Our fifteen-member USGS Powell Center working group of Federal and academic research ecologists and entomologists is studying the theoretical and applied aspects of insect invasion. The working group’s goals are to: 1) develop a quantitative model that informs prediction of insect invasions that could be high-impact; and 2) refine our working hypothesis so that the relative contributions of the defense-free space hypothesis and the enemy release hypothesis are more fully developed and the role of evolutionary history more fully specified.
We have developed the structure of a Traits and Factors Database (TraFac) for herbivory-specialist insects, and have provided its initial population with traits of conifer specialist invading insects. TraFac will be populated with traits of other invading insects specializing on other plant groups and of target herbivory specialist insects not yet established in North America but with a high likelihood of introduction. We will create a statistical model of species impact as predicted by the traits and factors coded in TraFac, and will extend our model to targeted herbivory-specialist insects that have not yet invaded.
Our working group has an opening for a fully-funded 12 month NSF Graduate Research Fellow (NSF-GRF) via the Graduate Research Intern Program (GRIP) that will have a lead role in further development of the TraFac database, developing and testing statistical models predicting insect invasion and host plant defense, and publishing results. The Intern will work in Tucson under the direct mentorship of a USGS research ecologist (Dr. Kathryn Thomas) who is one of the Principal Investigators, and will have access to USGS computing and modeling resources both in Tucson and with the Powell Center in Fort Collins. Work will be primarily office-based at USGS offices located on the University of Arizona campus.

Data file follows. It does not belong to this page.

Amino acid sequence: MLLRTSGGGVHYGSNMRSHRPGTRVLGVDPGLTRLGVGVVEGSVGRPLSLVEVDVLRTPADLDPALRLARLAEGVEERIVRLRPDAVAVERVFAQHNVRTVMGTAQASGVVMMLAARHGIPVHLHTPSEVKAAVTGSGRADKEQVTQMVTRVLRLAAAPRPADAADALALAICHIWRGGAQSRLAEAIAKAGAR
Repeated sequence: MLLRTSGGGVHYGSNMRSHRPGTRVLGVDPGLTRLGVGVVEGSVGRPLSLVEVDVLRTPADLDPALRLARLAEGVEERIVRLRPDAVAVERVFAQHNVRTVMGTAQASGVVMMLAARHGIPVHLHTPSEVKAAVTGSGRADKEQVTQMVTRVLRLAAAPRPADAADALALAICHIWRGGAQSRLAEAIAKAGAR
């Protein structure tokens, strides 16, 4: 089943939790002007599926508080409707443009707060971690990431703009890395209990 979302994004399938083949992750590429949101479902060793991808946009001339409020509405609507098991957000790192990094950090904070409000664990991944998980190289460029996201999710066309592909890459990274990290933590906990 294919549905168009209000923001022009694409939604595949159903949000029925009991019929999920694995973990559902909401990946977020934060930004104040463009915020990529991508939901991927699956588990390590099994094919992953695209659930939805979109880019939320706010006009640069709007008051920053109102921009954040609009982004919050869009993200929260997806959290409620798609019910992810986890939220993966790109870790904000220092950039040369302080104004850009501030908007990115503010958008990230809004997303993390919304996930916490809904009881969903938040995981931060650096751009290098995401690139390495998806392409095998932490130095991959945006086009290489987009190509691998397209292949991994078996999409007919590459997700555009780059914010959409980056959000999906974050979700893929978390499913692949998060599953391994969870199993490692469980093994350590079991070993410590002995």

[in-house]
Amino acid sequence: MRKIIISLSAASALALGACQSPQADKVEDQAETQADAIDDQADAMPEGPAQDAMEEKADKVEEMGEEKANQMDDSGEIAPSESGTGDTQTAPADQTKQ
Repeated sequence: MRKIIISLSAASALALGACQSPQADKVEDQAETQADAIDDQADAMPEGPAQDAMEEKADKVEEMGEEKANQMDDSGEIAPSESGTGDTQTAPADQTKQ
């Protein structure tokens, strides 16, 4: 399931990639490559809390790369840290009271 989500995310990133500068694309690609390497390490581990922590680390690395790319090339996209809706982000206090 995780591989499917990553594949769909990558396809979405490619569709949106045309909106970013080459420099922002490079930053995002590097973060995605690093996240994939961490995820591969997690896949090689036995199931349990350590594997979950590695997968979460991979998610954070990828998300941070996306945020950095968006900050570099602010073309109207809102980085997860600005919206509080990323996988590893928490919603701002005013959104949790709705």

The ideal candidate will have a strong background in entomology, management of biological databases, statistical modeling using R. The Intern will be a fully functioning member of the Powell working group and will gain experience in the development, management, and documentation of a complex biological database; development and application of quantitative models predicting the impact of insect herbivory; and interaction with a dynamic team of researchers across the nation in tackling the theoretical and practical aspects of insect invasion. In addition, the Intern will have exposure to the USGS and governmental research environment as well as working collaboratively across multiple agency and university venues. This research issue is of national importance and is expected to provide a number of opportunities for continuing collaboration. The USGS Powell Center supported our working group with comment on the importance of the problem and potential impact that success would have on ecosystems, conservation science and applied conservation implementation.
Please contact Dr. Kathryn Thomas (firstname.lastname@example.org) directly about more details about this position.